“At PBOT, our goal is to build a safe transportation system that helps our city reduce its carbon footprint and supports our commitment to equity,” said Chris Warner, PBOT’s Interim Director. “With the launch of the second pilot, we have a great opportunity. Not only will Portlanders again have access to this technology, but we have the chance to learn more about scooters and whether they contribute to a safer, more sustainable and more equitable Portland.”
The initial pilot showed that scooters were very popular, with Portlanders and visitors taking over 700,000 rides in the four-month period. Based on data and user surveys, PBOT also found evidence that scooters had the potential to reduce congestion and pollution. At the same time, the initial pilot raised concerns about sidewalk riding and improperly parked scooters.
Based on these and other findings, PBOT has introduced key changes for the second pilot aimed at improving public safety, ensuring wide access to scooters, especially in East Portland, and providing funding for safety improvements.
These key changes include:
Fleet incentives. PBOT has capped the initial number of scooters at 2,500, the same limit as the first pilot. However with the second pilot, companies may be able to expand their fleets if they follow all regulations and implement innovative programs that help meet city goals, such as eliminating sidewalk riding, eliminating improper parking and generating high ridership in East Portland. By January, PBOT estimates that companies may qualify for incentives that could lead to 9,000 total e-scooters in Portland.
New measures to reduce illegal and dangerous riding. Companies will be required to issue notifications, warnings, fines, and suspend accounts of users who are operating scooters illegally. PBOT regulatory specialists will monitor sidewalks, documenting instances of illegal scooter riding and parking and providing those to the companies. After receiving a warning, riders may receive a fine of $50 for riding on sidewalks or $15 for illegal parking. PBOT staff will monitor the companies’ efforts to significantly decrease unsafe rider behavior and respond to public reports of illegal parking.
New tools to discourage scooter riding in Waterfront Park. Companies will be required to use geo-fencing technology to prevent scooter riders from ending their trips in Tom McCall Waterfront Park, including the multiuse path located along the Harbor Wall. Riders will not be able to end a trip in the park and will receive warnings and fines for repeated offenses of abandoning e-scooters in city parks.
New Portland by Scooter map. PBOT has created a scooter map of the city to educate riders on the safest streets to ride on and indicate where scooter riding is prohibited. The map is available online at: http://map.escooterpdx.com.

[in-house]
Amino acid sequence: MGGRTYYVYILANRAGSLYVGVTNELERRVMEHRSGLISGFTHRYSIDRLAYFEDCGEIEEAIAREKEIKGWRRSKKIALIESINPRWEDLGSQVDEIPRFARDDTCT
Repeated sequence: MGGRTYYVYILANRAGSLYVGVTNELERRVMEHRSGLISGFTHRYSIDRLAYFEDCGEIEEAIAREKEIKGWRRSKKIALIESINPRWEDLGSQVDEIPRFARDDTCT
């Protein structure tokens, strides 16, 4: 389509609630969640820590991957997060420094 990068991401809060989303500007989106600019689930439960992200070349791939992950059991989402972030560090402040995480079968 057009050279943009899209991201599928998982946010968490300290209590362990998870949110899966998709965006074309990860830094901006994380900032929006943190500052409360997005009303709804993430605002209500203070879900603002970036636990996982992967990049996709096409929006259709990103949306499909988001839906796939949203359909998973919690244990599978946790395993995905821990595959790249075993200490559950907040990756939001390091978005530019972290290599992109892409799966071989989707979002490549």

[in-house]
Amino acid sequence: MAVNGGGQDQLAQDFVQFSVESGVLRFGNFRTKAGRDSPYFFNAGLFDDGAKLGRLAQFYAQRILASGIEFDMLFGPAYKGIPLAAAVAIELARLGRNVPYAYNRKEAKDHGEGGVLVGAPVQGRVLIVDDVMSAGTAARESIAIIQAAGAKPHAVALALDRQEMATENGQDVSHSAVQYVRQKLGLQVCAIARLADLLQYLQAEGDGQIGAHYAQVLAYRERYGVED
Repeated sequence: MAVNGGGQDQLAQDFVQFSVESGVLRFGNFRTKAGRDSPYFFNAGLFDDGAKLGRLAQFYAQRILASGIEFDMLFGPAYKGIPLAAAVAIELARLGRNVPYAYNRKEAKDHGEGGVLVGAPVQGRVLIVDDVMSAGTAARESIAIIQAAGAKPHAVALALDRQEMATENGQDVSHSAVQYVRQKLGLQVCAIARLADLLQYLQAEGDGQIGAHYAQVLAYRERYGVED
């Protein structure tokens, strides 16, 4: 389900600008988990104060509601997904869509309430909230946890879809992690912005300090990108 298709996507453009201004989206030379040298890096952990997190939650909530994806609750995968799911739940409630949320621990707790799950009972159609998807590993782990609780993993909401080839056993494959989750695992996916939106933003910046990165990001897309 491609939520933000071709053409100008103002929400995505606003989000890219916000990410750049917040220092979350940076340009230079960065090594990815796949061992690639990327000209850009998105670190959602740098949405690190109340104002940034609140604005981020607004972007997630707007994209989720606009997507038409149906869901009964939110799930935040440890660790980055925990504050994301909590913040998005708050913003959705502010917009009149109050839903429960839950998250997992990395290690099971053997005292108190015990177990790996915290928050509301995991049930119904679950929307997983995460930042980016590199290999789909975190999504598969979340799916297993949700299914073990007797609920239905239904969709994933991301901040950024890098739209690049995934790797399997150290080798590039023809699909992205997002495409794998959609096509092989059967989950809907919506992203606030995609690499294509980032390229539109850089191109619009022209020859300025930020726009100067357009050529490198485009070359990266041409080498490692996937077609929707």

New funding for safer scooter riding. A shortage of safe places to ride led many people to ride scooters on sidewalks during the 2018 pilot. To make more safe places to ride scooters, riders will be charged a 25-cent street use fee and companies will be charged a 5- to 20-cent right-of-way fee. PBOT will use the funds generated to build safe places for people to use scooters, such as protected bike lanes and neighborhood greenways. PBOT learned in the first pilot that where scooter users had safe places to ride in the street, sidewalk riding decreased. These investments will also improve safety for people walking, biking or using mobility devices.
New Designated Scooter Parking. As a tool to cut down on improper scooter parking, PBOT will be marking off space on both the sidewalk and the street in various locations across the city to show riders where scooter parking is especially encouraged.
Scooter permit applications were due April 9th, 2019. Twelve companies applied to operate scooters. PBOT staff chose the finalists based on the extent to which they both met the agency's operational and technical requirements and demonstrated the ability to advance PBOT goals, including reducing barriers to access, supporting environmental sustainability, and improving pedestrian comfort. Before issuing a permit, PBOT tests each finalist's equipment and data sharing technology to ensure they meet city requirements.
During the first pilot, PBOT gathered and shared with the public more data on the use of scooters than any other city in the nation. The bureau posted regular updates on its Twitter account, @PBOTinfo. It published a comprehensive report on the use of scooters, with data about injuries within weeks of the pilot program's completion.
PBOT will continue to provide regular public information updates throughout the 2019-20 pilot program.